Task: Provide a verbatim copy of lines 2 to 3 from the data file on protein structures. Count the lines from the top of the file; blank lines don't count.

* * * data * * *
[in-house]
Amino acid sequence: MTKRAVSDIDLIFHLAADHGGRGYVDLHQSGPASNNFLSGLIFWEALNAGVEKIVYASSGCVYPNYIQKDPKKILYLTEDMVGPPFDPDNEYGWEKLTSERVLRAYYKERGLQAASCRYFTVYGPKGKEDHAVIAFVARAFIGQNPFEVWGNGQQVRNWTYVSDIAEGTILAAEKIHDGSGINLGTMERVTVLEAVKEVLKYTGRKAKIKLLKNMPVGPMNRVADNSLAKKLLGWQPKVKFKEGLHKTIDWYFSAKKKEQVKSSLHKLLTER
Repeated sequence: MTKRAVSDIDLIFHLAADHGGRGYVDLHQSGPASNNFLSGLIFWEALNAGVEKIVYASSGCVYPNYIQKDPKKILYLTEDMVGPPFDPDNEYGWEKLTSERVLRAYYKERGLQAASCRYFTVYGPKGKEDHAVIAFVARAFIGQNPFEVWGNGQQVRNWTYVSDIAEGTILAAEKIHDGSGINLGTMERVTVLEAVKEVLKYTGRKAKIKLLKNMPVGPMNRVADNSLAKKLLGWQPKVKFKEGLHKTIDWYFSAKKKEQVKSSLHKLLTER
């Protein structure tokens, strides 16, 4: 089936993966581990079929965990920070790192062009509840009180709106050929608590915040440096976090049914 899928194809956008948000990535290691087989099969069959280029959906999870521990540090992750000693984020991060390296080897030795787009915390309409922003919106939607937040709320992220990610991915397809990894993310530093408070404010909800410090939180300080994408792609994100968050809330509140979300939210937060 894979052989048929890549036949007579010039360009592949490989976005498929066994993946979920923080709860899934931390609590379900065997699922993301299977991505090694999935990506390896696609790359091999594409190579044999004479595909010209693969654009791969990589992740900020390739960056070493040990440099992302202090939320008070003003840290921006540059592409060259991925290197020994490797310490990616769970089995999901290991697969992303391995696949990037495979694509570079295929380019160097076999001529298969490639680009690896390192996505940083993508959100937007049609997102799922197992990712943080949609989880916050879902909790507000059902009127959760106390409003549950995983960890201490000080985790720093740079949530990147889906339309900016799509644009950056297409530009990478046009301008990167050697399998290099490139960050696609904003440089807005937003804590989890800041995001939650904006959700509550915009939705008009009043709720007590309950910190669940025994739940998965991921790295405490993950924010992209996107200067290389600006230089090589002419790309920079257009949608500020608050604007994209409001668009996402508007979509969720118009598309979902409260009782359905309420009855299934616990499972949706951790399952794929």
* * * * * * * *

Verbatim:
Amino acid sequence: MTKRAVSDIDLIFHLAADHGGRGYVDLHQSGPASNNFLSGLIFWEALNAGVEKIVYASSGCVYPNYIQKDPKKILYLTEDMVGPPFDPDNEYGWEKLTSERVLRAYYKERGLQAASCRYFTVYGPKGKEDHAVIAFVARAFIGQNPFEVWGNGQQVRNWTYVSDIAEGTILAAEKIHDGSGINLGTMERVTVLEAVKEVLKYTGRKAKIKLLKNMPVGPMNRVADNSLAKKLLGWQPKVKFKEGLHKTIDWYFSAKKKEQVKSSLHKLLTER
Repeated sequence: MTKRAVSDIDLIFHLAADHGGRGYVDLHQSGPASNNFLSGLIFWEALNAGVEKIVYASSGCVYPNYIQKDPKKILYLTEDMVGPPFDPDNEYGWEKLTSERVLRAYYKERGLQAASCRYFTVYGPKGKEDHAVIAFVARAFIGQNPFEVWGNGQQVRNWTYVSDIAEGTILAAEKIHDGSGINLGTMERVTVLEAVKEVLKYTGRKAKIKLLKNMPVGPMNRVADNSLAKKLLGWQPKVKFKEGLHKTIDWYFSAKKKEQVKSSLHKLLTER